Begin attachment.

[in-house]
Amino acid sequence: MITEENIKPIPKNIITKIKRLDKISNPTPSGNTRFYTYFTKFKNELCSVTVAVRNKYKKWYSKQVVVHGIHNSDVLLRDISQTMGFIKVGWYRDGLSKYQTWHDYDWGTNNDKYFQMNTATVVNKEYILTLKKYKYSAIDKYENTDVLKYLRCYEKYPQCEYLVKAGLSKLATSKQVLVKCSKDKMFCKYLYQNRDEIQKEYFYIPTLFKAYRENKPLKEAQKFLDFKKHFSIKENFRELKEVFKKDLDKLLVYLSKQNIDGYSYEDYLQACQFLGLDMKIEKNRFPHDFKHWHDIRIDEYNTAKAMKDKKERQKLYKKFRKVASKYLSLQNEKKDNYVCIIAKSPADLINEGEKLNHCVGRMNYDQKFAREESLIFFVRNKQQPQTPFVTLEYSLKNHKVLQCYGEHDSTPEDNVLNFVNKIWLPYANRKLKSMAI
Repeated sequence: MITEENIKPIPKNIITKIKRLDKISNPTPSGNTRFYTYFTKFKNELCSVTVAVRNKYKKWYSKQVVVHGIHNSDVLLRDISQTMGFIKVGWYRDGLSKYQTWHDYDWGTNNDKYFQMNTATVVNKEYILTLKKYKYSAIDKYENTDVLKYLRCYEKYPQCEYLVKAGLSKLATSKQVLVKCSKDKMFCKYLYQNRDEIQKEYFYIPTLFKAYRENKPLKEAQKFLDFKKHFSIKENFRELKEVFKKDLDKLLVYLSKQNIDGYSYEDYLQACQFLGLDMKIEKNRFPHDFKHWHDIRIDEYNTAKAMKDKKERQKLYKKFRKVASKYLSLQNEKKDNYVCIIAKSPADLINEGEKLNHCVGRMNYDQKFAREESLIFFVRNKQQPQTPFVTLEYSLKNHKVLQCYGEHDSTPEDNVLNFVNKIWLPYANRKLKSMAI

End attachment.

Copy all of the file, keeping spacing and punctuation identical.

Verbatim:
[in-house]
Amino acid sequence: MITEENIKPIPKNIITKIKRLDKISNPTPSGNTRFYTYFTKFKNELCSVTVAVRNKYKKWYSKQVVVHGIHNSDVLLRDISQTMGFIKVGWYRDGLSKYQTWHDYDWGTNNDKYFQMNTATVVNKEYILTLKKYKYSAIDKYENTDVLKYLRCYEKYPQCEYLVKAGLSKLATSKQVLVKCSKDKMFCKYLYQNRDEIQKEYFYIPTLFKAYRENKPLKEAQKFLDFKKHFSIKENFRELKEVFKKDLDKLLVYLSKQNIDGYSYEDYLQACQFLGLDMKIEKNRFPHDFKHWHDIRIDEYNTAKAMKDKKERQKLYKKFRKVASKYLSLQNEKKDNYVCIIAKSPADLINEGEKLNHCVGRMNYDQKFAREESLIFFVRNKQQPQTPFVTLEYSLKNHKVLQCYGEHDSTPEDNVLNFVNKIWLPYANRKLKSMAI
Repeated sequence: MITEENIKPIPKNIITKIKRLDKISNPTPSGNTRFYTYFTKFKNELCSVTVAVRNKYKKWYSKQVVVHGIHNSDVLLRDISQTMGFIKVGWYRDGLSKYQTWHDYDWGTNNDKYFQMNTATVVNKEYILTLKKYKYSAIDKYENTDVLKYLRCYEKYPQCEYLVKAGLSKLATSKQVLVKCSKDKMFCKYLYQNRDEIQKEYFYIPTLFKAYRENKPLKEAQKFLDFKKHFSIKENFRELKEVFKKDLDKLLVYLSKQNIDGYSYEDYLQACQFLGLDMKIEKNRFPHDFKHWHDIRIDEYNTAKAMKDKKERQKLYKKFRKVASKYLSLQNEKKDNYVCIIAKSPADLINEGEKLNHCVGRMNYDQKFAREESLIFFVRNKQQPQTPFVTLEYSLKNHKVLQCYGEHDSTPEDNVLNFVNKIWLPYANRKLKSMAI